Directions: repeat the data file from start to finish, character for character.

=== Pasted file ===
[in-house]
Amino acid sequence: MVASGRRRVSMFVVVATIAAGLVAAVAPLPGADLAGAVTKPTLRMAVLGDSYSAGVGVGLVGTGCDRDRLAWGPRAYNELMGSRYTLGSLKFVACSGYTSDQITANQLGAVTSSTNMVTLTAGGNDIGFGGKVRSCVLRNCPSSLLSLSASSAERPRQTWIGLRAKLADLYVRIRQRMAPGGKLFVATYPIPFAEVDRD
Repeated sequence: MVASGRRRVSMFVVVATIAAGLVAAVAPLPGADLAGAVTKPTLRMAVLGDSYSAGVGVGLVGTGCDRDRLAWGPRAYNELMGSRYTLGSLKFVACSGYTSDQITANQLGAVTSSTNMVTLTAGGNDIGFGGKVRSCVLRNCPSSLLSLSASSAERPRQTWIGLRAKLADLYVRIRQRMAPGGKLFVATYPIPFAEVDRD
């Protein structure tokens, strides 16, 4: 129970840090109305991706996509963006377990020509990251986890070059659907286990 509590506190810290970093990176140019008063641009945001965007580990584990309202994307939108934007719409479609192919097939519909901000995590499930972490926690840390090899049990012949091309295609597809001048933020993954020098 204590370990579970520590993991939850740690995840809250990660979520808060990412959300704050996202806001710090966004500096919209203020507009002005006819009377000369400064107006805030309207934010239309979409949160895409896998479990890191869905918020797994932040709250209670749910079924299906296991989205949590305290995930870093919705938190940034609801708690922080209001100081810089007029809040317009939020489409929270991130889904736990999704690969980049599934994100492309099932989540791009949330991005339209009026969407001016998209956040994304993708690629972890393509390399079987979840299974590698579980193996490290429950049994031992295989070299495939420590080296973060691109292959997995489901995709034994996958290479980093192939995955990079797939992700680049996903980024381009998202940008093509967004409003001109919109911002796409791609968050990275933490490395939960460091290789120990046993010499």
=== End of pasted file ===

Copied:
[in-house]
Amino acid sequence: MVASGRRRVSMFVVVATIAAGLVAAVAPLPGADLAGAVTKPTLRMAVLGDSYSAGVGVGLVGTGCDRDRLAWGPRAYNELMGSRYTLGSLKFVACSGYTSDQITANQLGAVTSSTNMVTLTAGGNDIGFGGKVRSCVLRNCPSSLLSLSASSAERPRQTWIGLRAKLADLYVRIRQRMAPGGKLFVATYPIPFAEVDRD
Repeated sequence: MVASGRRRVSMFVVVATIAAGLVAAVAPLPGADLAGAVTKPTLRMAVLGDSYSAGVGVGLVGTGCDRDRLAWGPRAYNELMGSRYTLGSLKFVACSGYTSDQITANQLGAVTSSTNMVTLTAGGNDIGFGGKVRSCVLRNCPSSLLSLSASSAERPRQTWIGLRAKLADLYVRIRQRMAPGGKLFVATYPIPFAEVDRD
């Protein structure tokens, strides 16, 4: 129970840090109305991706996509963006377990020509990251986890070059659907286990 509590506190810290970093990176140019008063641009945001965007580990584990309202994307939108934007719409479609192919097939519909901000995590499930972490926690840390090899049990012949091309295609597809001048933020993954020098 204590370990579970520590993991939850740690995840809250990660979520808060990412959300704050996202806001710090966004500096919209203020507009002005006819009377000369400064107006805030309207934010239309979409949160895409896998479990890191869905918020797994932040709250209670749910079924299906296991989205949590305290995930870093919705938190940034609801708690922080209001100081810089007029809040317009939020489409929270991130889904736990999704690969980049599934994100492309099932989540791009949330991005339209009026969407001016998209956040994304993708690629972890393509390399079987979840299974590698579980193996490290429950049994031992295989070299495939420590080296973060691109292959997995489901995709034994996958290479980093192939995955990079797939992700680049996903980024381009998202940008093509967004409003001109919109911002796409791609968050990275933490490395939960460091290789120990046993010499």